say it's going to be very close, a very close vote. But it does give us 
the possibility of really making some very important rational 
arguments, presenting some expert testimony that we won't have the 
opportunity to do if this bill comes up today in such a rush, a mad 
rush to pass this legislation.
  ``So I think there's a great chance of, again, having a more 
moderating influence over the House-passed legislation if we can get it 
to the committee today.''
  In other words, it is to kill the bill. That is all there is to it. I 
respect the right of the Senate to defeat the bill. I respect that. Of 
course, I do. That is democracy. But I would also like to have Senators 
step up to the plate and vote yes or no.
  I am going to again repeat that this Senate will vote on this before 
we go out for the Thanksgiving recess. We will vote on it on the debt 
limit, or on Bosnia, or on anything else that comes hear. The next vote 
that comes through here that I can get this on, it is going on if this 
thing goes to committee. We are going to vote on it because I want 
Senators on record either saying yes to this procedure or no to this 
procedure.
  We are going to have that vote. I make that commitment. I promise you 
we will have this vote. So I am hopeful that we are not going to have 
this thing referred to committee to basically repeat a process that has 
been going on for weeks and weeks and weeks, months in the House of 
Representatives.
  There has been plenty of materials written and plenty of studies, 
been plenty of hearings--a hearing in the House, markups, committee 
meetings, and so forth. So that is not the issue. If we were going to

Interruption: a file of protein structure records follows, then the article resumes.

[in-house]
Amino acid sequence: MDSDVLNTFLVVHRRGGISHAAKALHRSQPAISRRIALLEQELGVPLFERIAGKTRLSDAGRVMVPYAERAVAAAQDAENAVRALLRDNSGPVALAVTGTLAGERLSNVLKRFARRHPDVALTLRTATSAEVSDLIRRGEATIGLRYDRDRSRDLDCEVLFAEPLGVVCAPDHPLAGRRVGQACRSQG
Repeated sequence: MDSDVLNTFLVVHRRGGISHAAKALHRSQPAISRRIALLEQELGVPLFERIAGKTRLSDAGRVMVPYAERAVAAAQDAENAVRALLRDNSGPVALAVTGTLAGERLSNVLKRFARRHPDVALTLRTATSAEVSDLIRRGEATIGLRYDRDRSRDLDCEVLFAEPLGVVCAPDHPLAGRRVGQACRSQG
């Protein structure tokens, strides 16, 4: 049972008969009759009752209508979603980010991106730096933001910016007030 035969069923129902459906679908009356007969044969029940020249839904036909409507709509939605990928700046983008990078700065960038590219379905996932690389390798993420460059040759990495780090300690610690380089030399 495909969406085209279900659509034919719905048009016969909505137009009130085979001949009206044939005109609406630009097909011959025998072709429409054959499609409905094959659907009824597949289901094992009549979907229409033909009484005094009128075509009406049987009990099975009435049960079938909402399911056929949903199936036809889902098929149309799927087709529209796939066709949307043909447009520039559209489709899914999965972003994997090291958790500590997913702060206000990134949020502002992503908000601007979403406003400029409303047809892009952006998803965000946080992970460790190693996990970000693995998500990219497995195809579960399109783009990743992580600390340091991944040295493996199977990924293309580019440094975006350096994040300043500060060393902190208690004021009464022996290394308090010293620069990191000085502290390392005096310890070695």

use as a prerequisite in the U.S. Senate not voting on anything that 
has never had a hearing, we could reduce the votes around here 
dramatically, believe me, probably by as much as 75 percent, because 
about 75 or 80 percent of our votes are on things we never had hearings 
on. So when it comes to something like this, one of the most important 
issues of our time, we want to shuffle it off to committee and try to 
kill it, because that is exactly what the goal is here as stated by 
Kate Michelman and other opponents of this bill.
  Madam President, at this time I yield whatever time the Senator may 
consume to the Senator from Indiana.
  Mr. SPECTER addressed the Chair.
  Mr. COATS. I thank the Senator for yielding.
  I wonder if my colleague from Pennsylvania has a question or----
  Mr. SPECTER. No.
  Mr. COATS. I would be happy to yield for a question.
  Mr. SPECTER. I would be glad to withdraw my request for recognition.
  Mr. COATS. Madam President, I thank the Senator from New Hampshire 
for yielding. I had asked him for some time, and I appreciate the 
opportunity to speak to this issue.
  This is not a pleasant issue to debate on the Senate floor. It is not 
a comfortable issue to debate on the Senate floor, but we are not 
elected to come here just to discuss and debate pleasant issues. We are 
likely to face some 

[[Page S 16783]]
of the most difficult issues that the country has to face, face them 
honestly and openly, and in the end cast our position either for or 
against.
  There probably is no issue that is potentially more divisive and